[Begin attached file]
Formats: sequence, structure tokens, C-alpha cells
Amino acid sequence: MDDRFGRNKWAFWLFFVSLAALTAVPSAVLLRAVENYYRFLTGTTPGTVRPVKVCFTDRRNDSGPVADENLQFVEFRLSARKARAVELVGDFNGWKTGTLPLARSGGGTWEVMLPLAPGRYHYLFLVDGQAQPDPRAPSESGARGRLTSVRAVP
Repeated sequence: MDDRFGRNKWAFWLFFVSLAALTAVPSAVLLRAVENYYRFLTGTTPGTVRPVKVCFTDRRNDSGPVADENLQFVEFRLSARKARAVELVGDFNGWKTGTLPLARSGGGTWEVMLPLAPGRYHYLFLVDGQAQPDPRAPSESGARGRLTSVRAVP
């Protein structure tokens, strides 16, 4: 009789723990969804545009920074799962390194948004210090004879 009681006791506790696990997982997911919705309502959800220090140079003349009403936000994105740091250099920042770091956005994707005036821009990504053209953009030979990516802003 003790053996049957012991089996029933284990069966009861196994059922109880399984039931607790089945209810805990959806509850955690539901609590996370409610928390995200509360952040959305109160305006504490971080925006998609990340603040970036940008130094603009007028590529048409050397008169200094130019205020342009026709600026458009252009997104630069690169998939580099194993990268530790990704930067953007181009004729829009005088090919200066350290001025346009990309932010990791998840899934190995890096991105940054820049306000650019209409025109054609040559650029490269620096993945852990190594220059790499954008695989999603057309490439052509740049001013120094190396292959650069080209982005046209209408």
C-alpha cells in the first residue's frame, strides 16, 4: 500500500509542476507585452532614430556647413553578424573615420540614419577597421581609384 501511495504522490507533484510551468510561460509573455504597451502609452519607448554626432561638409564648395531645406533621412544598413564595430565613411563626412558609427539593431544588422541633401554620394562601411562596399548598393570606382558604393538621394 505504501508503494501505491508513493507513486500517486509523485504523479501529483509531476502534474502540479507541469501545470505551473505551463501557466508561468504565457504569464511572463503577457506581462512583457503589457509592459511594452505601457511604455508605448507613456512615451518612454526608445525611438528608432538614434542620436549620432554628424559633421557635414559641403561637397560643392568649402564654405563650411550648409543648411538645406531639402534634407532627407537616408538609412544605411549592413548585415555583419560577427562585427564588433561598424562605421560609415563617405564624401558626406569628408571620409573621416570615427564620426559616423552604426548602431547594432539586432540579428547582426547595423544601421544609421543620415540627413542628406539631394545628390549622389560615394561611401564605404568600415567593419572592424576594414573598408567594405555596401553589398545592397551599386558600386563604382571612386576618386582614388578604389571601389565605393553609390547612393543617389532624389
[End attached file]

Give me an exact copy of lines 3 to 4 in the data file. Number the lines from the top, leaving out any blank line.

Repeated sequence: MDDRFGRNKWAFWLFFVSLAALTAVPSAVLLRAVENYYRFLTGTTPGTVRPVKVCFTDRRNDSGPVADENLQFVEFRLSARKARAVELVGDFNGWKTGTLPLARSGGGTWEVMLPLAPGRYHYLFLVDGQAQPDPRAPSESGARGRLTSVRAVP
């Protein structure tokens, strides 16, 4: 009789723990969804545009920074799962390194948004210090004879 009681006791506790696990997982997911919705309502959800220090140079003349009403936000994105740091250099920042770091956005994707005036821009990504053209953009030979990516802003 003790053996049957012991089996029933284990069966009861196994059922109880399984039931607790089945209810805990959806509850955690539901609590996370409610928390995200509360952040959305109160305006504490971080925006998609990340603040970036940008130094603009007028590529048409050397008169200094130019205020342009026709600026458009252009997104630069690169998939580099194993990268530790990704930067953007181009004729829009005088090919200066350290001025346009990309932010990791998840899934190995890096991105940054820049306000650019209409025109054609040559650029490269620096993945852990190594220059790499954008695989999603057309490439052509740049001013120094190396292959650069080209982005046209209408």